Everledger, US Department of Energy, Ford to trace battery life cycle using blockchain and IoT technologies


Everledger has been awarded Phase 1 funding by the United States Department of Energy for two pilot programmes to trace the life cycle of lithium-ion batteries using blockchain and Internet of Things (IoT) technologies. The first pilot sees the two organisations collaborate with Ford Motor Company, connecting stakeholders in its electric vehicle (EV) battery life cycle to ensure optimal management and responsible recovery at end-of-life. The second pilot focuses on a platform to inform and reward consumers for recycling  portable lithium-ion batteries and the products they power.

Everledger is a committed proponent of circular economy, in which waste is eliminated and natural resources continually recycled and reused. By 2030, it is estimated there will be over 18 million electric vehicles. The societal impact of batteries can become a major driver to keep the transport and power sectors on track to meet Paris Agreement targets. According to the World Economic Forum, the battery value chain could enable 30% of the required emissions reductions in these two sectors, create 10 million jobs and $150 billion in economic value in 2030.

Everledger’s two pilot programmes will work toward sustainable objectives, by ensuring EV and portable electronic batteries can be tracked for efficient life cycle management.

Both pilots will utilise the latest identification, data capture and blockchain technologies to give batteries a bespoke digital identity (or ‘battery passport’). Through intelligent labelling solutions, physical objects will be seamlessly connected with the Everledger blockchain platform, enabling higher security, record immutability and privacy. This will afford stakeholders full visibility over a battery’s location, condition, health score, and which metals could be recycled for use in new batteries.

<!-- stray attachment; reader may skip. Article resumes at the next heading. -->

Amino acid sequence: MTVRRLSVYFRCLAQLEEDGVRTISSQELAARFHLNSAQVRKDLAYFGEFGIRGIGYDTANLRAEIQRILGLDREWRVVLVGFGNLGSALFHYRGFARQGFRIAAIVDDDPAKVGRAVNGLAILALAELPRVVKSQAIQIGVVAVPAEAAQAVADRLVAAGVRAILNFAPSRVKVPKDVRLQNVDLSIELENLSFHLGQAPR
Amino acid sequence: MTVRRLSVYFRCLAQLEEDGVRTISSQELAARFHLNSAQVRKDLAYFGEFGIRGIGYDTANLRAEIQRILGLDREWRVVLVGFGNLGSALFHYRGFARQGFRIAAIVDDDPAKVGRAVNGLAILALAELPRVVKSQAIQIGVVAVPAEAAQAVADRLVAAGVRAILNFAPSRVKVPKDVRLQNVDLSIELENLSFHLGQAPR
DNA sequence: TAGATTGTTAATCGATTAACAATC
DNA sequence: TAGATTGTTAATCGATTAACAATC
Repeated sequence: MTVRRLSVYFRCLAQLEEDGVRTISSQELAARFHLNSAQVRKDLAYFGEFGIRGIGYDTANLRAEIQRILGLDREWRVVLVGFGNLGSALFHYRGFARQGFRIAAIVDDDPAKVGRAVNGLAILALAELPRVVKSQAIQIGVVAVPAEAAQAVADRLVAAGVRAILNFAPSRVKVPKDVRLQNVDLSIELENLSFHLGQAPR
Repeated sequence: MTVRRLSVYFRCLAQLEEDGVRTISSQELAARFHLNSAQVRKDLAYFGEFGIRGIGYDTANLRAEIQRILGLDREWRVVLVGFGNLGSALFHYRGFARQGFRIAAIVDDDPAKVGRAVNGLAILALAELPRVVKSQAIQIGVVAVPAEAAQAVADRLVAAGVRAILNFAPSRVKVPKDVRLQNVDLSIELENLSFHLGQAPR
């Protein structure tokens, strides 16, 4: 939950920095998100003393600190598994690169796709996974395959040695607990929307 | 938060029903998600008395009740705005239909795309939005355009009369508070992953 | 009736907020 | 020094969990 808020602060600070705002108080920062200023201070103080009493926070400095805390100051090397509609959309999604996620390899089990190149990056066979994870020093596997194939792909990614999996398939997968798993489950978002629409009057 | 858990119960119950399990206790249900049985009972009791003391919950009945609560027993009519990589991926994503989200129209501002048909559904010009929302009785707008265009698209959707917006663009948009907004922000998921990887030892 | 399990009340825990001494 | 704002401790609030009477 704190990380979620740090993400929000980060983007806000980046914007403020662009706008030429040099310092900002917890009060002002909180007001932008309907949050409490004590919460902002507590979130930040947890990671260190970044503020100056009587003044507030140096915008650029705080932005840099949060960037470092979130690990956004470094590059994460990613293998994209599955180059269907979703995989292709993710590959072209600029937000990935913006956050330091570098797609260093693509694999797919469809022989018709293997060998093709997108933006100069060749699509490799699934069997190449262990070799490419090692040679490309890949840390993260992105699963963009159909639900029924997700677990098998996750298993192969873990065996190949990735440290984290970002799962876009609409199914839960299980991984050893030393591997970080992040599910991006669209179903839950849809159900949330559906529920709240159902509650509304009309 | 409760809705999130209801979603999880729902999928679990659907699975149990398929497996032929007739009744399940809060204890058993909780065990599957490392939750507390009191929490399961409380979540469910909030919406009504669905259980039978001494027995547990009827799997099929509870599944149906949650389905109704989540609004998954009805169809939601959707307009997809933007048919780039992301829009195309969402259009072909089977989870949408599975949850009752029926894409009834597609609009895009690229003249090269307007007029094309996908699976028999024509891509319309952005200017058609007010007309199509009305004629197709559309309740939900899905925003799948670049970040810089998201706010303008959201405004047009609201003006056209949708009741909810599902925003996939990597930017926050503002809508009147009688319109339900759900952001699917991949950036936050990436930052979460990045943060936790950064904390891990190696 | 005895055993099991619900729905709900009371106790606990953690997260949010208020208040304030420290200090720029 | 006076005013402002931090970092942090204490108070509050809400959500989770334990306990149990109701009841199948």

The collaboration with Ford Motor Company – the automaker at the centre of the EV battery pilot – will see batteries traced from the moment of manufacture. This will allow critical life cycle data to be exchanged between stakeholders, creating a circular system whereby more elements are re-used, generate less waste, and increase protection from leakage of metals into the environment.

“This is the moment in which global leaders have to invest in a more sustainable future for our planet. The fact is adaptation is not only the right thing to do, it is the smart thing to do as it generates economic, social and environmental benefits. With every new initiative focused on the responsible recycling and re-use of natural resources, we stride closer to achieving a more thorough and permeating circular economy,” said Leanne Kemp, CEO of Everledger. And she complemented: “Electric batteries represent a measurable and demonstrable area of social, economic and environmental opportunity in this context, and we’re delighted to have received the support and endorsement of both the US Department of Energy and Ford.”


Global Battery Alliance and beyond

Everledger also contributes and endorses the principles of the Global Battery Alliance, an initiative dedicated to building an environmentally sustainable battery value chain. Lauren Roman, who leads the Metals & Minerals Ecosystem efforts of the company, says: “Blockchain is a powerful technology and performs as a key contributor to enabling and tracking battery life cycles for portable electronics and EVs. This will support establishing a low-carbon economy, in a manner consistent with the UN Sustainable Development Goals.” Lauren drives Everledger work streams also with the NAATBatt Recycling Committee and has been recently appointed New Technology Leader at FISITA, an organisation promoting ethics and excellence in mobility engineering.

In New Zealand, Everledger is an advisor to the New Zealand Battery Industry Group (B.I.G.) regarding traceability and supply chain transparency for lithium-ion batteries. The company has been working with B.I.G. to develop a circular product stewardship scheme for EV batteries, enabling the ability for them to be repurposed for energy storage. EV batteries may have around 70% to 80% of their capacity remaining when they reach the end of their useful life in a vehicle at about 10 years and can be repurposed for energy storage, extending life for another 10-15 years.

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